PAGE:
Driving is exactly like agriculture.

I was driving home last night on I-90. It was raining. A semi was trying to block me in. I have an irrational fear of driving around semis; they look mean. (I did say it was an irrational fear, but…do you know that movie Joy Ride? There’s your source for my irrational fear.) And as I was slamming on the gas to get past my very large fellow road warrior, I thought to myself, “Wow. Driving is exactly like agriculture.”

We get in our vehicles each day, and we commute to work, haul feed to the yearlings, or zip down to the post office to send the fruitcake back to great aunt Edna so she can regive it next year. We are saved from head-on collisions at 60 and 70 miles an hour by a mere two feet, sometimes less.

We trust total strangers to stay on their side of the road. We trust total strangers to stop at red lights and to pass with care – even though statistics tell us that they don’t with uncomfortable regularity. There were 10.2 million motor vehicle accidents in 2008 and 39,000 deaths. Sometimes it’s human error. Sometimes it’s mechanical error. Either way, we drive. This country is dependent on driving; it’s just how we live our lives (many of us).

And yet, when it comes to agriculture and our dependency on food sources, the continued highlight of a few bad actors as normal practice is something that bothers me. I am an advocate of consumers asking questions, doing research, and settling on a food source they are comfortable with. Too often, I think consumers are making food choices based on limited knowledge or incorrect information.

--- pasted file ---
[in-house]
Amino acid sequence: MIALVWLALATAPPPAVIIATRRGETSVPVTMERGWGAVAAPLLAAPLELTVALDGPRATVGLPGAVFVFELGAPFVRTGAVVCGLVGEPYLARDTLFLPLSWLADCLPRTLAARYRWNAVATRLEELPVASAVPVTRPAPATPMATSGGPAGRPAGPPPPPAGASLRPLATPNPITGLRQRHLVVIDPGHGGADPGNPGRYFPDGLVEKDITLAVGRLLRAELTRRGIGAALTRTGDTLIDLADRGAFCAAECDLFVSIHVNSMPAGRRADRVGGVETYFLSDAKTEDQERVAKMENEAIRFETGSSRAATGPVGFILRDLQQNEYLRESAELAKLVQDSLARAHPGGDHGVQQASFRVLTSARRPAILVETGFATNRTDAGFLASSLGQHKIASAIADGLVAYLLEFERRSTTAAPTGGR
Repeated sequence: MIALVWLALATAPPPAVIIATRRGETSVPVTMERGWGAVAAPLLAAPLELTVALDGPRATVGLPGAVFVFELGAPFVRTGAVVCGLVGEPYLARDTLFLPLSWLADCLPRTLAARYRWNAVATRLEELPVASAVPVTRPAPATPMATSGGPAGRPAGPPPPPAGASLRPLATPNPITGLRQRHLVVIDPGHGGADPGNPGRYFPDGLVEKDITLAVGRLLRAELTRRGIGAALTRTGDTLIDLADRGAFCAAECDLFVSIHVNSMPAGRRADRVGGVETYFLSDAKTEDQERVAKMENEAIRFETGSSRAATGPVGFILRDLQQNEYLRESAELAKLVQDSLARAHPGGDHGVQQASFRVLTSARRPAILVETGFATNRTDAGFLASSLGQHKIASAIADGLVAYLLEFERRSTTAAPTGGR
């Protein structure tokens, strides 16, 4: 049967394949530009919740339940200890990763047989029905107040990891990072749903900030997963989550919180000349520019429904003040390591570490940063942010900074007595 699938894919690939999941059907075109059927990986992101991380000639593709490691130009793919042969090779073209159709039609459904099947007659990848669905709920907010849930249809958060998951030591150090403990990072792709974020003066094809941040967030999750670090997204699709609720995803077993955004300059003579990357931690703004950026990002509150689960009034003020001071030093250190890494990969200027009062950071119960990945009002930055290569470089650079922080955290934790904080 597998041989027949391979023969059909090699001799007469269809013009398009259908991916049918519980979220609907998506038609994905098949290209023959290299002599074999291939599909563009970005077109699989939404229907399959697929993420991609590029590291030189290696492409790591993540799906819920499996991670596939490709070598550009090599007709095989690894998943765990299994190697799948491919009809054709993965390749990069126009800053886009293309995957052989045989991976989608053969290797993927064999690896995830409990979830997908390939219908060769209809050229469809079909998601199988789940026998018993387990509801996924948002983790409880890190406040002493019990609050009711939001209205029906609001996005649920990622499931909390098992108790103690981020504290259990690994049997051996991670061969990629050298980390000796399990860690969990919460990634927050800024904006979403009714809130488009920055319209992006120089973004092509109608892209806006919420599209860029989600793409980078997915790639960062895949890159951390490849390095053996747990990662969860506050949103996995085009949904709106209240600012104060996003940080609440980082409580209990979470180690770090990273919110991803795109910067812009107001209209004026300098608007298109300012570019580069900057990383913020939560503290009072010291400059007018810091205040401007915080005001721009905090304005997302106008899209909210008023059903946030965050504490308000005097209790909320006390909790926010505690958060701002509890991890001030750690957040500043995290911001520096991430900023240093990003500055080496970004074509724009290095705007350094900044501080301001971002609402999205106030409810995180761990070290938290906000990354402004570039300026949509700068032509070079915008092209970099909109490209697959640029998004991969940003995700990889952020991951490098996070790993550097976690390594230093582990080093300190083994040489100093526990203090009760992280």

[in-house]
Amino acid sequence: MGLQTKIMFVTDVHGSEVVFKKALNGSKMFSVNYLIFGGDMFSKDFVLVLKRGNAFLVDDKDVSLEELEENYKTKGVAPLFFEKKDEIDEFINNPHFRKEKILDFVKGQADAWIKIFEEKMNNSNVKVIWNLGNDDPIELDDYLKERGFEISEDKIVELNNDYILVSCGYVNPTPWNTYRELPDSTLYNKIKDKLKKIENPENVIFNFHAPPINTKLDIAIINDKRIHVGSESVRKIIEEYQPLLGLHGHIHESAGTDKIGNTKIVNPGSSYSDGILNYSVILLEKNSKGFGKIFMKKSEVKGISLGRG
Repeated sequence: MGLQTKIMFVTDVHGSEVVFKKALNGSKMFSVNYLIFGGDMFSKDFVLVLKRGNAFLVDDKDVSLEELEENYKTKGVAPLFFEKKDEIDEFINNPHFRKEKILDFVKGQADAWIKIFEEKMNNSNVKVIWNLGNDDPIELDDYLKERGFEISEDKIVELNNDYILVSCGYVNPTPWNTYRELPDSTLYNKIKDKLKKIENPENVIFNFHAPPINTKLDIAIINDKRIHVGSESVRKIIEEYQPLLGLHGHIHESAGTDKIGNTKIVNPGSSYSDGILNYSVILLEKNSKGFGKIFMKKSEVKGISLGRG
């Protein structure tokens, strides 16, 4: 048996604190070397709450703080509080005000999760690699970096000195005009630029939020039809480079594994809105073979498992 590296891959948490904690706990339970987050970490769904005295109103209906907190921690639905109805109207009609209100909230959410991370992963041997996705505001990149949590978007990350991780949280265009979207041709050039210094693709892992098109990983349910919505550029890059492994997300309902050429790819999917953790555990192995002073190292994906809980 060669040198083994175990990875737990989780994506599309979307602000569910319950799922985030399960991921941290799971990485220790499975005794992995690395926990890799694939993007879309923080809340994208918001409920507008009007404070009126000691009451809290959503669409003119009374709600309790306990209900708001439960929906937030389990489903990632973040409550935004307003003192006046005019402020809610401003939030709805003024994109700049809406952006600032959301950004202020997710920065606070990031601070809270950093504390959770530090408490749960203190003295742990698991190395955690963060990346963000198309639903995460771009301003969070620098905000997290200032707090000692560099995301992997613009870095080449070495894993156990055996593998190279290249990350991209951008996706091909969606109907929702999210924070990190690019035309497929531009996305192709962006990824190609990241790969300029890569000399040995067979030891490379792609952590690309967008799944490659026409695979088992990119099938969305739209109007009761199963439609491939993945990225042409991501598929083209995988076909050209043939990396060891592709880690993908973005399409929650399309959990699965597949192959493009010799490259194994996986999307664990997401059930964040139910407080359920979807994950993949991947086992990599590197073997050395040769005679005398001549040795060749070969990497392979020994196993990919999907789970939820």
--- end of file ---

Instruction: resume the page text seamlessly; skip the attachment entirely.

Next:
Some people like to drive semis over pick-ups or a Prius over riding a bicycle. Some people won’t move the car without their seatbelt on, and some won’t put on a seatbelt until a cop flashes by.

Some people strive to eat organic or local; some just shop at the local grocery store. Some people are vegetarian, follow different types of diets or are on Weight Watchers.

The same goes for producers too, you know. Some farmers choose to include conservation practices into their operations. Some farmers are dedicated to their crop rotations. Some ranchers raise grass-finished beef. Some ranchers finish their own beef for local customers, and some ranchers ship to the feedlot.

Choices: we – consumers and producers – make them every day from hopping into the car to run an errand to selecting the food we eat. It’s important our choices are not based in irrational fear (like my “driving-next-to-a-semi” phobia) but in solid research and information.

The best person to do that? You.

Comments

  1. You and Rachel both have that fear. My philosophy is to gas it past them as fast as possible.

  2. You’re right on with this post. By the way, I used to drive a semi before I went to college and still do on occasion. They aren’t as scary as they seem once you get up in the cab. In fact, it might be one of my favorite places to be 😉

    • We can still be friends. 🙂 Actually I like semis from that standpoint. I’ve never driven one, but I do enjoy riding in them. Driving next to them tho…like I said, an irrational fear!

Leave a comment:

*